The crisis of the past few days, which may end in a military coup (which would then start the next crisis), might have been avoided had the Obama administration used its leverage — the $1.5 billion in aid the U.S. is giving Egypt this year, for starters — to force Mursi to include the opposition in his government from the outset.
That's just standard "Green Lanterism" and like all "Green Lanterism" statements it has the benefit of being non-falsifiable. Maybe a beer summit would get the Israelis and Palestinians to agree to a two state solution. Maybe, but probably not. Furthermore it is a pretty bizarre statement if you get down to it. The US is going to pressure Morsi by cutting off aid to the military that has been his main political enemy and then overthrew him? That's like saying if Goldberg doesn't read more books about the Middle East I'm going to force him to, by cutting the staff at the New York Time Magazine (Jeff works for the Atlantic.) This type of thing is just weird. 

Democracy Promotion has Always Been Window Dressing: I don't think Morsi or the Muslim Brotherhood are nice people and I don't think they would be good for Egypt, but what kind of democracy is it if can easily be overthrown by the military once it does unpopular things? I'd agree with Obama that "democracy is more than just elections" but the corollary to that is democracy is impossible without free and fair elections. A country simply can't be called a democracy if the results of elections can be overturned by force of arms or big protests. It reminds me a lot of a point raised in Rashid Khalidi's book "Resurrecting Empire" where he argues that US policy in the Middle East, indeed all Western policy in the Middle East, has always been about geo-strategy and oil. People roll out arguments for democracy promotion to suit their domestic political concerns, but it's never been much in the way of a major goal. I've always been skeptical of this claim, but Egypt seems to add a lot of evidence to it.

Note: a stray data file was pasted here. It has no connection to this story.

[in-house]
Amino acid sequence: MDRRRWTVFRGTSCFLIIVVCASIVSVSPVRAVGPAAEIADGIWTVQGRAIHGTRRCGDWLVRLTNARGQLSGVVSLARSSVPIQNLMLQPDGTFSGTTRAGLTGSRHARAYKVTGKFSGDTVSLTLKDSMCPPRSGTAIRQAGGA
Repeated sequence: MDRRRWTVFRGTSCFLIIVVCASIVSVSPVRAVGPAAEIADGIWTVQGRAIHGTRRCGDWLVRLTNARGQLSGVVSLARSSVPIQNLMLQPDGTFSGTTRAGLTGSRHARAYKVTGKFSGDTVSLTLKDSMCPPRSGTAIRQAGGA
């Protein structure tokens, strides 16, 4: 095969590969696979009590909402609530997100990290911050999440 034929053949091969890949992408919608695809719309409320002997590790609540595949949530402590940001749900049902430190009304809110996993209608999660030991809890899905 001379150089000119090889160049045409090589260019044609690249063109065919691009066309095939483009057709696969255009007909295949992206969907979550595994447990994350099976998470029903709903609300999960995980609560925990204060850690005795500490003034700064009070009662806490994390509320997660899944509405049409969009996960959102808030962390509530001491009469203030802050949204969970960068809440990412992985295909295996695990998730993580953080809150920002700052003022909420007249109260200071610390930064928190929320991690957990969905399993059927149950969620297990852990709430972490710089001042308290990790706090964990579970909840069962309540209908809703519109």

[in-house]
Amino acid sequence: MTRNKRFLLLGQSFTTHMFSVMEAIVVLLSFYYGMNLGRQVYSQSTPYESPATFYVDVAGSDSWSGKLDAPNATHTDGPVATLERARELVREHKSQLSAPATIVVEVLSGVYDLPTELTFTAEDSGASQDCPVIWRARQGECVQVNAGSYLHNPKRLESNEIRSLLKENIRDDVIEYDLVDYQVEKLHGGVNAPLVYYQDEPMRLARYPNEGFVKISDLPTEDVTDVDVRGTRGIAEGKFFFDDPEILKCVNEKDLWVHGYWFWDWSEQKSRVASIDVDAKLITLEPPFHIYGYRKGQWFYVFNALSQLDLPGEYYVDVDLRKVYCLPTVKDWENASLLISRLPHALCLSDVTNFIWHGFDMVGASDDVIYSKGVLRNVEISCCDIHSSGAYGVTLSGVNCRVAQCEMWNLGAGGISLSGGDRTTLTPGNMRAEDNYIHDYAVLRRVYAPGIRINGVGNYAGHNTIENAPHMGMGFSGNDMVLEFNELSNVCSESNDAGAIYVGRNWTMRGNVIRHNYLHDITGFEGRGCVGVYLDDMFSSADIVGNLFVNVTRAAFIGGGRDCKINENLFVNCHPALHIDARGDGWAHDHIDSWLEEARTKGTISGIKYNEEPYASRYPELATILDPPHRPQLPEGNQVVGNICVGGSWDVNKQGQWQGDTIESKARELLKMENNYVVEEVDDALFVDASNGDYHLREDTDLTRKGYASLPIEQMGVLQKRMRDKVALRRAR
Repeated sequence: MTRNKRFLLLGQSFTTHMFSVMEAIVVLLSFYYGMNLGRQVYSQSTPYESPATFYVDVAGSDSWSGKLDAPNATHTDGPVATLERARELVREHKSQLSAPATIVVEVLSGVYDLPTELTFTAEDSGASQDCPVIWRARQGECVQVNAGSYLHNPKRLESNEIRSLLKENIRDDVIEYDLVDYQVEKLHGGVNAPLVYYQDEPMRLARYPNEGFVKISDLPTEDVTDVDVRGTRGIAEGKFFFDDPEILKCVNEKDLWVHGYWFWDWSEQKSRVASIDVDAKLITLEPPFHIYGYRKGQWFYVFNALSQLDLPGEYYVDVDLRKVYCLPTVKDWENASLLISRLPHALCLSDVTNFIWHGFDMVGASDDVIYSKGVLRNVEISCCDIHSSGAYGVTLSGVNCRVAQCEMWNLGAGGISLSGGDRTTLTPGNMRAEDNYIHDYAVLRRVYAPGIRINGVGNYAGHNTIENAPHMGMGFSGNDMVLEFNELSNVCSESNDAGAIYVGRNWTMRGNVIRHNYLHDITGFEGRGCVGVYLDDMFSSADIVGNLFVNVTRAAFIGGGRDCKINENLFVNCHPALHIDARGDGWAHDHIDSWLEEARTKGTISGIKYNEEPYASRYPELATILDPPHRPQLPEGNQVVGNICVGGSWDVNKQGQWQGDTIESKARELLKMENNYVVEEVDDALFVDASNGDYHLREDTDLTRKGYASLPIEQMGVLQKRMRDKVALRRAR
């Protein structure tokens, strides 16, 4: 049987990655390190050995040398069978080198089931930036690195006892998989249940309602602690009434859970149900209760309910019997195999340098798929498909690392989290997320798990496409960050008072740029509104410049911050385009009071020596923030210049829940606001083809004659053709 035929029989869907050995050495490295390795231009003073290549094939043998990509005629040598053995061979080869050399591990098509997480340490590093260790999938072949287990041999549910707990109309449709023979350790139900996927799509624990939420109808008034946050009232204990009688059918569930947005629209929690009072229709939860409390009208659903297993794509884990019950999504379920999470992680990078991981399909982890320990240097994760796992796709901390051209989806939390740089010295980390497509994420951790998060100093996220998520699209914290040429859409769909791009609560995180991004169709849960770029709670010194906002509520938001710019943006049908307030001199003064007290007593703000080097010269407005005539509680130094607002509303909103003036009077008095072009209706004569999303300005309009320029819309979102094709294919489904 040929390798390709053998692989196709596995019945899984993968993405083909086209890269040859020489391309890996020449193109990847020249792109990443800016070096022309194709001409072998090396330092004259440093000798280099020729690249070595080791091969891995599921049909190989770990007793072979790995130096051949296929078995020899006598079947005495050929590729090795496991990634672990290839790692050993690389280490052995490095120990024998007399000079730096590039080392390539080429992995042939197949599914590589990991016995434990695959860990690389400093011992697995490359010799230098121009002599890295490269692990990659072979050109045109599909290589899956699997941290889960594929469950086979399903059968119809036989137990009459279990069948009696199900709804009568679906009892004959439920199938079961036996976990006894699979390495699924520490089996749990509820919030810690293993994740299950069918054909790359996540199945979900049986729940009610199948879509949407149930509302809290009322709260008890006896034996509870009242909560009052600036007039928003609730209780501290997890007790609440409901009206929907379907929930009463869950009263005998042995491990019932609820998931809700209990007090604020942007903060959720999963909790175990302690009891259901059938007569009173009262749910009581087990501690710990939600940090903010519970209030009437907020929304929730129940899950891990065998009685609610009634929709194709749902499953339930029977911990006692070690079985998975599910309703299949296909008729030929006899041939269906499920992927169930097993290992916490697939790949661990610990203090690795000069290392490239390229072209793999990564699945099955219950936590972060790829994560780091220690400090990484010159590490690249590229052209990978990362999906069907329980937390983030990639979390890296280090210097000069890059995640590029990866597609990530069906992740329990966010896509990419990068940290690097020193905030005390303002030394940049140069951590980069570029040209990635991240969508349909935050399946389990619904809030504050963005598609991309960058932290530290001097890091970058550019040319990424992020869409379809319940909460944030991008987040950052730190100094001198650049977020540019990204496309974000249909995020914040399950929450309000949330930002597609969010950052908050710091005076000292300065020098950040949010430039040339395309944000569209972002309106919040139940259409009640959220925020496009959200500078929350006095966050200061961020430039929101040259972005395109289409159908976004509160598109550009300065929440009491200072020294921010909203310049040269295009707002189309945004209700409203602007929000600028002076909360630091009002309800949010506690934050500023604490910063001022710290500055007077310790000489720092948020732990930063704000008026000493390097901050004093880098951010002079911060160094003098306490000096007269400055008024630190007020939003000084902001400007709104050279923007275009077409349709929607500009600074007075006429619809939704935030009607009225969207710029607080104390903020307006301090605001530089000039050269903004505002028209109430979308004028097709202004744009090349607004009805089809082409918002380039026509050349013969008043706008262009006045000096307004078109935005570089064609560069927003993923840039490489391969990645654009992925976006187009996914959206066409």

The Green Lantern Theory of Geopolitics Is Alive and Well: A while ago Matt Ygleisas (full argument here) coined the term "The Green Lantern Theory of Geopolitics" as a way to criticize conservatives and other backers of the Iraq War who seems to believe that "the only thing limiting us is a lack of willpower" when it comes to foreign policy. In short the Middle East is clay in the hands of us Americans, we can make their societies into anything we like as long as we work harder or don't make mistakes. Goldberg's little post above (and a lot of his other work) is full of this. It's a remarkable terrible idea that has proven to be completely wrong by the Iraq War: nowhere since the American effort in Vietnam has an attempt to change a society via American power been more embraced, nowhere have more resources been expended and nowhere has the failure been more obvious and greater. But some of us still think an American president can change the course of a country of 85 million people by adopting better talking points.